Never have your smartphone go out of date thanks to Motorola's Project Ara
A few weeks ago a video surfaced on YouTube for a project called Phonebloks (https://www.youtube.com/watch?v=oDAw7vW7H0c). If you haven't watched it yet the TL;DW is that the creator envisions the ability to swap out components like you can with a PC. Well Motorola also thought this was a cool idea and have embarked on Project Ara (http://motorola-blog.blogspot.com/2013/10/goodbye... with the original creator of the Phonebloks concept.
Motorola envisions you being able to swap out the components (modules) of your phone. They're suggesting the modules that could move forward are the phone's CPU, screen, sensors, camera, and virtually anything else in the phone.
It's certainly an interesting idea and could better serve as a way to allow people to hold onto their phones longer. The flip side is that this kind of process has always been available for PCs and people still don't take advantage of it at a normal consumer level (think your aunt or uncle walking into Best Buy and getting a new PC versus buying some more memory). Also consider that there is no estimated cost or even baseline specs provided from Motorola who claims to have been working on this for year.
Moto and Phonebloks are doing something that PC's have had for years but the exception is, you can see these components on the back of your phone. It is visible for everyone to see. This makes me believe that more people will want to change and customize their phone to whatever they like. However, Personally, I love the simple back cover of a phone. I don't want it to look all complicated. If Motorola can make a back cover to hide up the back side of the phone (like the blue on the woman is hold on the picture above) that would be great and would imitate the PC method of hiding components exactly.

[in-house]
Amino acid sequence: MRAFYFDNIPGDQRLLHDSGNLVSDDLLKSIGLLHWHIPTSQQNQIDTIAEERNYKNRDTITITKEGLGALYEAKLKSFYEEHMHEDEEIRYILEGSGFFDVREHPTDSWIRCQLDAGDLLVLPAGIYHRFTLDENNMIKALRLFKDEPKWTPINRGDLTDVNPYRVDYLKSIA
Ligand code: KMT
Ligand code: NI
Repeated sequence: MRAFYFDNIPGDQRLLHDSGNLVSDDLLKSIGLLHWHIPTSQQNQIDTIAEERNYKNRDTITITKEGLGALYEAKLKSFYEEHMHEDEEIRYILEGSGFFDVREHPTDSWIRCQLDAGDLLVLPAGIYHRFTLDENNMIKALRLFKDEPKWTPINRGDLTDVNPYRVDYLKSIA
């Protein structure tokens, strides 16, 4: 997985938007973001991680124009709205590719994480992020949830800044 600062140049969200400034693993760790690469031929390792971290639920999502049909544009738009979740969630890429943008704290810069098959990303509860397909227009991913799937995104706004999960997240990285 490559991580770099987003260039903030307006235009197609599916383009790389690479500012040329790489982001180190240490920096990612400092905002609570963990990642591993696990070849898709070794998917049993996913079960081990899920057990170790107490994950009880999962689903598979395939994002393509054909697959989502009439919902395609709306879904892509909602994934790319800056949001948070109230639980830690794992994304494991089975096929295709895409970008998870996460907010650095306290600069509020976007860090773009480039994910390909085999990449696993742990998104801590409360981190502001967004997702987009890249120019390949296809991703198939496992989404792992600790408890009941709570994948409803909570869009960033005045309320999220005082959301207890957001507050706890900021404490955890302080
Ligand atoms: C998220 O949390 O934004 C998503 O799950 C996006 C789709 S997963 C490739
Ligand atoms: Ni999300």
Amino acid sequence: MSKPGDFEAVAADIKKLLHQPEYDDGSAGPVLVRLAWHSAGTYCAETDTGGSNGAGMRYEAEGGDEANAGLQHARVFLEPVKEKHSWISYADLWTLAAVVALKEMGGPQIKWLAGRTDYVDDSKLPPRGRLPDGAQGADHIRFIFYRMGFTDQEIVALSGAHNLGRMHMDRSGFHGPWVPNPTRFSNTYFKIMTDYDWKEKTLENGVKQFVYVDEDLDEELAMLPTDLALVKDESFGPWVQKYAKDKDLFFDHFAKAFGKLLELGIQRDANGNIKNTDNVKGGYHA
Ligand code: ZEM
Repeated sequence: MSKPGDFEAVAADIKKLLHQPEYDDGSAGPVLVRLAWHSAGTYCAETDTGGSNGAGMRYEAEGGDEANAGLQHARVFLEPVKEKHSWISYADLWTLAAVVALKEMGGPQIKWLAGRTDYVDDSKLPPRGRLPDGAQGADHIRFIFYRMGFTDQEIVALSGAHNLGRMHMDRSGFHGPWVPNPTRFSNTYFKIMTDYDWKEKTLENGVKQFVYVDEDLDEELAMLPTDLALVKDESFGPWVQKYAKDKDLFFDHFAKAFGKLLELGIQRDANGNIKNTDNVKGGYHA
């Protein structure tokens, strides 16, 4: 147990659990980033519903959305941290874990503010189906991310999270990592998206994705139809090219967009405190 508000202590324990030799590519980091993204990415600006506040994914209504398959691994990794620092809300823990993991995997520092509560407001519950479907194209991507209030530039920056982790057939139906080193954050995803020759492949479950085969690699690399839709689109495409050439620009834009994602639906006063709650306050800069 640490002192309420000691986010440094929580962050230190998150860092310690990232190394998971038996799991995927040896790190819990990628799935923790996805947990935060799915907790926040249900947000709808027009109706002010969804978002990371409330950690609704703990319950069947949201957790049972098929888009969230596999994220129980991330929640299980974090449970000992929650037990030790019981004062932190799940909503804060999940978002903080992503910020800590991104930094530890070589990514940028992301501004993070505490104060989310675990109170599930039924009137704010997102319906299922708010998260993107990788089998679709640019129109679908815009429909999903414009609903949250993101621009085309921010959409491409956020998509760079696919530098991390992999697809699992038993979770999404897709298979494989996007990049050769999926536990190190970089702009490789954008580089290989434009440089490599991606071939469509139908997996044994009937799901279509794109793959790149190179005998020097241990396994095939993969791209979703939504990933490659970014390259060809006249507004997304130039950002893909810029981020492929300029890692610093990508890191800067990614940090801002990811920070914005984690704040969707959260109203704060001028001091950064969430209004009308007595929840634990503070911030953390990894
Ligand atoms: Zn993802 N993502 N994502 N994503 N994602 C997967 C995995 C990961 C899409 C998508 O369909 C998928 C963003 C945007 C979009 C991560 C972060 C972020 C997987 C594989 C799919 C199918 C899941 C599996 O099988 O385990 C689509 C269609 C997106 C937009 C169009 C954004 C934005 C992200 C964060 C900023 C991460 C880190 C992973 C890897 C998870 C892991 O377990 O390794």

Will this modular platform actually be executed properly and be popular for the next 5 years? Hell no. The highly competitive market of smartphones is constantly re-inventing itself and not even Apple's 30 pin connector could weather the storm of constant innovation as a stable pillar.
Great idea to make them money? Yes, of course.
Feasible? More like laughable.
I wonder if this will ever make it to market, but if it does, and if it takes off, then there would be a few neat by-products.
It would mess up the carrier subsidy model as people may not get a "new phone" every 2 years because they could constantly upgrade. Now Motorola may make these things proprietary, but if they align with Google's philosophy of keeping android open, we may see the development of a standard for the components such that all manufacturers can get their piece of the pie.
Now imagine building a phone with a Nokia or Sony camera, a screen from HTC, Battery from the Motorola Maxx line. That would be a very interesting device.
/rant about the future that would never happen.
- How durable would this be? Would the pieces fly out if you drop it? Are they going to design a casing that will keep everything in there? Do you need to buy a case? How easy would it be to put back together in a hurry if you drop it and stuff flies out?
- How bulky would this be? The trend has been toward smaller, lighter phones... and other gadgets. As you've pointed out, repairability has gone out the window for laptops because people prefer the lighter, smaller form factor that comes from soldering things together/making them one piece: gdgt.com/discuss/does-a-product-s-repair-score-rea...
- How does this affect development? I guess it's no different from developing for PCs, which have specs that are all over the place, but we'd be asking consumers who don't give a flying fig about specs usually to suddenly start wondering if their processor is fast enough, whether they have the right screen or camera to support an app. The current market already confuses people... and by people, I mean normal consumers like my parents, and not you and I and anyone else reading this website...
6 users following this discussion:
This discussion has been viewed 3530 times.
Last activity .